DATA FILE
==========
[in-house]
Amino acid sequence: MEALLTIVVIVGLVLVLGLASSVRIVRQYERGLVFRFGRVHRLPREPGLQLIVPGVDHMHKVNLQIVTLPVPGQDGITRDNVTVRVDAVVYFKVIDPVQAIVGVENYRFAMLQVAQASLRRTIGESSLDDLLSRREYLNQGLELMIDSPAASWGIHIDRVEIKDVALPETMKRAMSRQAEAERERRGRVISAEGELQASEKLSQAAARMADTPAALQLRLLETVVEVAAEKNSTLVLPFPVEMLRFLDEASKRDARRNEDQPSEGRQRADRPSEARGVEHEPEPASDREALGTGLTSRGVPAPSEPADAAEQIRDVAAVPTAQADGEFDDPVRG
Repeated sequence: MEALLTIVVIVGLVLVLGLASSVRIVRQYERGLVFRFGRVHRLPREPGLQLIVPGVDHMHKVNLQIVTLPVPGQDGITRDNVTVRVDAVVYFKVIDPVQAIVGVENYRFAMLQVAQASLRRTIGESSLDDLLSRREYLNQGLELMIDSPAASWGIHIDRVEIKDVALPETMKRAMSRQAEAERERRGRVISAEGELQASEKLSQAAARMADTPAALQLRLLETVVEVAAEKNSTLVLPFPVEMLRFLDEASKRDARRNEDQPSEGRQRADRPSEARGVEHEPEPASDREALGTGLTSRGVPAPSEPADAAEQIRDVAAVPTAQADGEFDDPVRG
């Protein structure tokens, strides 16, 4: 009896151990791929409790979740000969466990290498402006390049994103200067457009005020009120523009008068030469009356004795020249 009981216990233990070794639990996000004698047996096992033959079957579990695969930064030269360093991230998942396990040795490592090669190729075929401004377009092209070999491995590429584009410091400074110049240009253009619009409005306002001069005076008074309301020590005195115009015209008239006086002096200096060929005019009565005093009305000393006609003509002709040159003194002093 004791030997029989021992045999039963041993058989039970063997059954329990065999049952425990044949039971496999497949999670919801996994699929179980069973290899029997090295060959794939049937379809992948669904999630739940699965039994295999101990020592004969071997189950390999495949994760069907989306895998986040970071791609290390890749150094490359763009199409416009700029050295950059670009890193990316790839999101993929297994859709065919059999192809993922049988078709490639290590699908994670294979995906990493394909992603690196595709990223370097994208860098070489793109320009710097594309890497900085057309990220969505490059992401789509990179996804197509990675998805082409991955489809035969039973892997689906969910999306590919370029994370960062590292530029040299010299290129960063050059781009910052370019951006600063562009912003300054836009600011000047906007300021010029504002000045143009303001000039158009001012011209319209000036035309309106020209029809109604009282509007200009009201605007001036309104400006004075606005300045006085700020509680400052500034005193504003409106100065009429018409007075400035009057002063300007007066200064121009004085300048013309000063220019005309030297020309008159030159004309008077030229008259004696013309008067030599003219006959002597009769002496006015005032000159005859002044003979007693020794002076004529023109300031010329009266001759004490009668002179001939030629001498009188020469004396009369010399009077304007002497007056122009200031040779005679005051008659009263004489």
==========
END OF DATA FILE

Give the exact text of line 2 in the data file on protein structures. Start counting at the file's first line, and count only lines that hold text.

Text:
Amino acid sequence: MEALLTIVVIVGLVLVLGLASSVRIVRQYERGLVFRFGRVHRLPREPGLQLIVPGVDHMHKVNLQIVTLPVPGQDGITRDNVTVRVDAVVYFKVIDPVQAIVGVENYRFAMLQVAQASLRRTIGESSLDDLLSRREYLNQGLELMIDSPAASWGIHIDRVEIKDVALPETMKRAMSRQAEAERERRGRVISAEGELQASEKLSQAAARMADTPAALQLRLLETVVEVAAEKNSTLVLPFPVEMLRFLDEASKRDARRNEDQPSEGRQRADRPSEARGVEHEPEPASDREALGTGLTSRGVPAPSEPADAAEQIRDVAAVPTAQADGEFDDPVRG